Marlen Fröhlich, Dr.
- +41 44 635 54 13
I am interested in the phylogeny, function and ontogeny of multimodal communication, with an emphasis on implications for the evolutionary origins of human language. Language is commonly narrowed down to speech, but human face-to-face communication is in fact an intrinsically multimodal phenomenon. Despite growing evidence that the communication of nonhuman primates, our main models for language evolution, is also inherently multimodal, most studies have focused on either gestures or vocalizations in isolation.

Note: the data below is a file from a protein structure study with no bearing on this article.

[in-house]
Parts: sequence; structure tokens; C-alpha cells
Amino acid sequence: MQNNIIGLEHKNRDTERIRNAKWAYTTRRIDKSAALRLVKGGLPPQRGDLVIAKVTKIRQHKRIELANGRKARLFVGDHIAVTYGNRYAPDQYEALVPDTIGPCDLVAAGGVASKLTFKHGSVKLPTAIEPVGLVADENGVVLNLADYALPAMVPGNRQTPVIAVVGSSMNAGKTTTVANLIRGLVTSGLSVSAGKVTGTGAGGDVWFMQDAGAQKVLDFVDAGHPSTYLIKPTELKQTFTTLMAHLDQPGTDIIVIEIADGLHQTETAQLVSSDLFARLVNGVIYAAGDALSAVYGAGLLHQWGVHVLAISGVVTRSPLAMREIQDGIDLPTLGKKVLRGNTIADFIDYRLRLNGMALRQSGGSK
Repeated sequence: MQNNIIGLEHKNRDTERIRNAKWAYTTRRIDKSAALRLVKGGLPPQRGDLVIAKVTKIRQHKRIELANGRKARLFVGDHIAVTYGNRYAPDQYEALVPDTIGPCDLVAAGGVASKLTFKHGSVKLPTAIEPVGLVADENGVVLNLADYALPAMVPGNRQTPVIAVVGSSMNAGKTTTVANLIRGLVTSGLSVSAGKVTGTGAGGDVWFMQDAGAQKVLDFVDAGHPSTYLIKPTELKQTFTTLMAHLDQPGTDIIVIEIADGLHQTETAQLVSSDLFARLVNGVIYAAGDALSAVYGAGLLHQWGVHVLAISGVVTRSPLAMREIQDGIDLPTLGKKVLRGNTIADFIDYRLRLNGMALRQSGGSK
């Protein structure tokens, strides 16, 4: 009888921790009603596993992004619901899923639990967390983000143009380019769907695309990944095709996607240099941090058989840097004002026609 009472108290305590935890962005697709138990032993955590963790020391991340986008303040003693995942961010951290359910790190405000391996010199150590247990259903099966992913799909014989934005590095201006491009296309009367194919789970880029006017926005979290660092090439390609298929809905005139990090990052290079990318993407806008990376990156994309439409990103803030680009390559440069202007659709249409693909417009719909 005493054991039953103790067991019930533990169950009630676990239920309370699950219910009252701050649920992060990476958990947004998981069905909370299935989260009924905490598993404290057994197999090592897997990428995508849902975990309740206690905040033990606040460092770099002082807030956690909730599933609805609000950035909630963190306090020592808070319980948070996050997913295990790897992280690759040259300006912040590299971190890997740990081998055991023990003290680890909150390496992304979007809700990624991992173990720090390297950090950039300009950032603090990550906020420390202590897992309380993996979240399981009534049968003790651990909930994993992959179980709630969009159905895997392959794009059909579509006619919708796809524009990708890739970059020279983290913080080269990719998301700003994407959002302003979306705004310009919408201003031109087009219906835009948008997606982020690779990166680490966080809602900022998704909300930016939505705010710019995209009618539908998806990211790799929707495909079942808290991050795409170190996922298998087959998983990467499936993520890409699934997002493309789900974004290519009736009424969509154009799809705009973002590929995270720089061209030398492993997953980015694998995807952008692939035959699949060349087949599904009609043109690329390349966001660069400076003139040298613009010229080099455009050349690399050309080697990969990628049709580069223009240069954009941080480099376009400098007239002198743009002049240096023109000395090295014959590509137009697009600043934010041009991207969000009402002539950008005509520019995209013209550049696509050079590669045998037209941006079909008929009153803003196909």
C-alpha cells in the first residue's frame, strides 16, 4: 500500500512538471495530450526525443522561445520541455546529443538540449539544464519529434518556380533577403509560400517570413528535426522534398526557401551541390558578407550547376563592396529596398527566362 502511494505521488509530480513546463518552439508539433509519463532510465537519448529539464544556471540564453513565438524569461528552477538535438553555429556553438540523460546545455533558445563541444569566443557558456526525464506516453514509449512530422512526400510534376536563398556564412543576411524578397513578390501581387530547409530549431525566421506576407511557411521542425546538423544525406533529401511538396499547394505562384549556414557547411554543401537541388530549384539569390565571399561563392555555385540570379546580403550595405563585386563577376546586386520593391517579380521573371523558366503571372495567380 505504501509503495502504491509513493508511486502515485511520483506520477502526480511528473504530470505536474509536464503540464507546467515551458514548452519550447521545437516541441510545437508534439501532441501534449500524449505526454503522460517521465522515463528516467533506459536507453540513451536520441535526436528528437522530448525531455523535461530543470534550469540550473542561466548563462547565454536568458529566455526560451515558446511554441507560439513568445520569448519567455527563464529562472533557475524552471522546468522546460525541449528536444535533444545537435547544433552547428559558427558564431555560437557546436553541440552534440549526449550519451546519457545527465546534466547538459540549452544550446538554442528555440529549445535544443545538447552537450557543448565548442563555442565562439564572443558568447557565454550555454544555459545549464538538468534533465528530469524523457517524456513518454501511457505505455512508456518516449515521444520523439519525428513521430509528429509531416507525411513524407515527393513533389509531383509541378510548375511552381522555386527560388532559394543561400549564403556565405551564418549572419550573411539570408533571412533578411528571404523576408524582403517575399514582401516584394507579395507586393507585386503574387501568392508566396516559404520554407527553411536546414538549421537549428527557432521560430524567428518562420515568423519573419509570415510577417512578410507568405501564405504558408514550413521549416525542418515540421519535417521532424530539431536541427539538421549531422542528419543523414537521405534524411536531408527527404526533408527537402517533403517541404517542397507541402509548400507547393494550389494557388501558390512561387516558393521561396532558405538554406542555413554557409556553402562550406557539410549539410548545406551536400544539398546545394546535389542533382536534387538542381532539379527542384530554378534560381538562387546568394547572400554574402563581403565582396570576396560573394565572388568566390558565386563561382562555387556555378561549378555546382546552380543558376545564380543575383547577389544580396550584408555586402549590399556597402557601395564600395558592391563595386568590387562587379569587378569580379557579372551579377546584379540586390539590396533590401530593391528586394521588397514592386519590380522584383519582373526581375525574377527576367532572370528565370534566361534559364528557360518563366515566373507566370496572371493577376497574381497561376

My current research focuses on the function and ontogeny of multimodal communication in Bornean and Sumatran orangutans in both wild and captive settings. The orangutansʼ interspecific differences in sociability and their arboreal lifestyle allow us to examine to what extent signal usage is affected by the socio-ecological environment. Such a 2x2 comparative design might provide novel insights on the evolution of human language as part of a multimodal system.